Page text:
America is a Third World Country

Yes, you read that right. It wasn’t a typo, and I mean it. You know… sort of… Let me explain:

When in 1776 the Declaration of Independence was drawn up, this new country called the United States of America was going through a revolution. They had progressive ideals and they were ahead of the rest of the world. That day, the US truly showed itself to be a first world country, with first world politics and first world ideals. There’s just one thing America seems to have forgotten: that all happened three centuries ago.

Yes, I know, for those Americans out there this might come as quite a shock, but that revolution didn’t happen yesterday. In fact, those dear people who began that revolution have died quite a long time ago. And that’s probably a good thing, because if they saw the state of their beloved country right now, they would be ashamed.

It honestly seems as if the general public in the US has forgotten that they owe their importance on the international scale to their progressive views. Just look at where we are now. The death penalty still exists. Gay marriage has still not been fully legalised. Political decisions are still being made with the use of that exact same document as it was written up three centuries ago, as if society doesn’t change. As if those people in the 18th century were so brilliant that they knew everything there was to know.

They did not. I’m sure they actually realised that, and it is quite unfortunate that the general public in America fails to notice this. In the last century, American politics has made so many mistakes, yet still it seems to be the one of the most nationalistic countries out there (you know… right after that lovely country called North Korea…) These days, if you want to pursue the “American dream”, you’re better off moving to Europe, because social mobility is a whole lot greater there. They actually have these things called “social systems”. It’s great, you know. Not that many homeless people, not that many people starving. Oh, and no guns. That kind of helps with lowering the amount of unnecessary deaths.

America has diminished into a country with a thriving economy but with a political system dating back to the 1800s. It is an economic giant that has forgotten what their forefathers had once taught them. It is a first world country with third world politics, and what is called “conservative” in countries such as Norway, the Netherlands and Sweden would be considered socialism in the eyes of an American. Progress has disappeared and all that remains are the remnants of what once was a great nation.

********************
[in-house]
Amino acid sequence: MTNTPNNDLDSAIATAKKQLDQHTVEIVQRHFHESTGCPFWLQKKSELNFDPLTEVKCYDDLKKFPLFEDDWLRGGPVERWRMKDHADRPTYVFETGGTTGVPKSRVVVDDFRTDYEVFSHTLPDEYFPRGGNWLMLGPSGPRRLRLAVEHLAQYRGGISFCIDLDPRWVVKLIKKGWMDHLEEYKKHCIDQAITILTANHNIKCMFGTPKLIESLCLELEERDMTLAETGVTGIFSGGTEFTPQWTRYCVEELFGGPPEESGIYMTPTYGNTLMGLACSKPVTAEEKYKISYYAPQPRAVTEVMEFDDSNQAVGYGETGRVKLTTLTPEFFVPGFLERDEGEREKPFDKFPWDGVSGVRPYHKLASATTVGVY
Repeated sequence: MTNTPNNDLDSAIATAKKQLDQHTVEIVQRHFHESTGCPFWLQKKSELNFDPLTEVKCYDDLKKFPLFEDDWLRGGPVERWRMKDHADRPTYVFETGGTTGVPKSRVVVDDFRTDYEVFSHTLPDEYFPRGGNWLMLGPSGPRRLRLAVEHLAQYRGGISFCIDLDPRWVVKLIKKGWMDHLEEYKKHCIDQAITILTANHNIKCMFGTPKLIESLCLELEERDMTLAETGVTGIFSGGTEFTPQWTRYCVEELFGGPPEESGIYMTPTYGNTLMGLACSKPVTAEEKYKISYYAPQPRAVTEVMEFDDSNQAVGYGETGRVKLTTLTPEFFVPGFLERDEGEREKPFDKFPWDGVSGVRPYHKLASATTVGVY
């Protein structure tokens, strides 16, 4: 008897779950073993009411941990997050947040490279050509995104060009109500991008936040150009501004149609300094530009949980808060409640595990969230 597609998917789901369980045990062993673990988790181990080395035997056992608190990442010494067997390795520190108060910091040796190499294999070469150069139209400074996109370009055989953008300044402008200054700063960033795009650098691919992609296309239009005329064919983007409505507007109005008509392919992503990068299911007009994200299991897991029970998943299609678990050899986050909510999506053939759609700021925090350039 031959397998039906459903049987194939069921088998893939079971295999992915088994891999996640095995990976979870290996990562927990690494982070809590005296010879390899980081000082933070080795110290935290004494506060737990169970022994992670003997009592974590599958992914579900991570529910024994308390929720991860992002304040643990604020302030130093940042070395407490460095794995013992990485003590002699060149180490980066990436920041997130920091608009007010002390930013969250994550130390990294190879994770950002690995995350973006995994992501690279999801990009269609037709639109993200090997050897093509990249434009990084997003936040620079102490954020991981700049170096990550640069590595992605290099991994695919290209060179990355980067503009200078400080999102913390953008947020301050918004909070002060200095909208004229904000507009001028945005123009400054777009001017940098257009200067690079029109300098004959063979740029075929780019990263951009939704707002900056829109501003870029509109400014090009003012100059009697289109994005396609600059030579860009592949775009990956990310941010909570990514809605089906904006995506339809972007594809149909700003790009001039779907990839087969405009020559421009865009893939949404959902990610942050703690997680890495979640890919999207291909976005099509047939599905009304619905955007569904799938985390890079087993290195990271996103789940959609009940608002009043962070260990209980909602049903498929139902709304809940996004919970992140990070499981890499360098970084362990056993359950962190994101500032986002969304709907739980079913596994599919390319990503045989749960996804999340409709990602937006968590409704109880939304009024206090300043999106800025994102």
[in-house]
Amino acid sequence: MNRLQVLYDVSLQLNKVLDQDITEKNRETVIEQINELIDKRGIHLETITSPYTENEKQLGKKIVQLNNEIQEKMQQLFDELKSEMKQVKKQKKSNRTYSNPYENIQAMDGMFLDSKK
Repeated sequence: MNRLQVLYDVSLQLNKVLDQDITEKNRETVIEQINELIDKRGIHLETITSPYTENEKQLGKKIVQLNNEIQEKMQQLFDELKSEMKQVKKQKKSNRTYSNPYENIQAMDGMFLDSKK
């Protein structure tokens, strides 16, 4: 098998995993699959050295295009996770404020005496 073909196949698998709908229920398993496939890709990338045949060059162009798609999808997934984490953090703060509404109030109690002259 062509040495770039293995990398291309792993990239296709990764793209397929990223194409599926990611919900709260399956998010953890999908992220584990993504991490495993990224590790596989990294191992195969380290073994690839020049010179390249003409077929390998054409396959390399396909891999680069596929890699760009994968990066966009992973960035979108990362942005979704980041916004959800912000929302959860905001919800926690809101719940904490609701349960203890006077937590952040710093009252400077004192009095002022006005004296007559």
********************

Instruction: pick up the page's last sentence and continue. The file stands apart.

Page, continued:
So what do we do about it? Well, for my part, I write. I suggest you do the same, or at least something along those lines. Change is needed, and for that change to come, people need to open their eyes. If they don’t want to open their eyes for themselves, then perhaps someone else will have to help them. That someone could be you.

It is time for America to start catching up with the rest of the world again. To become a progressive country, like it once was in that ancient past. Only then can the US honestly consider itself a first world nation, and only then do Americans have any reason to be truly proud of their country.


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More on this topic from Dean Richards:

Nationalism Is Dangerous And Should Be Eradicated

Why Again Do Europeans Worship The US?

The Injustice Of The American Justice System: Paedophilia And Sexual Predators


About Dean Richards

A young student with a passion for writing. Aspiring author and human rights activist, but I write about anything. "If you don't like how things are, change it! You're not a tree!" New blog post every Monday!
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5 Responses to America is a Third World Country

  1. saaahrie says:

    I’d be a little careful with subsuming ALL the of the Millions of people living in the US under what this country stands for politically. I knw so many Americans that would be so, so sad to read this, because they’ve been fighting their asses off to make things better. I think Europeans sometimes forget how huge the US is. You don’t want to identify with Hungarian politics at the moment, either, do you?

    • Of course, it’s all a generalisation. I considered specifically adding a sentence in there to make that clear, but I figured it was quite logical that I didn’t mean EVERYONE, and a sentence like that would make the entire post a lot less strong. So don’t worry, I know it’s not everyone! Actually, I think more and more people are heading in the right direction, but either way, it is still not a majority.

  2. paulbrodie says:

    I disagree with your perspective on this issue. I do think that the current population of the U.S., at least a lot of them, do not sufficiently remember the founding of this country, nor are they sufficiently awake to the spirit of our times today.

    The theme of “progressiveness” is not something I associate with the founding of the U.S. I think the term has been hijacked to mean something different than the literal definition of progress. Progress is good when it builds and uplifts, but I feel that progressive politics today focus on changing everything to meet the whims of man, or more accurately, a few men and women who want to be in control.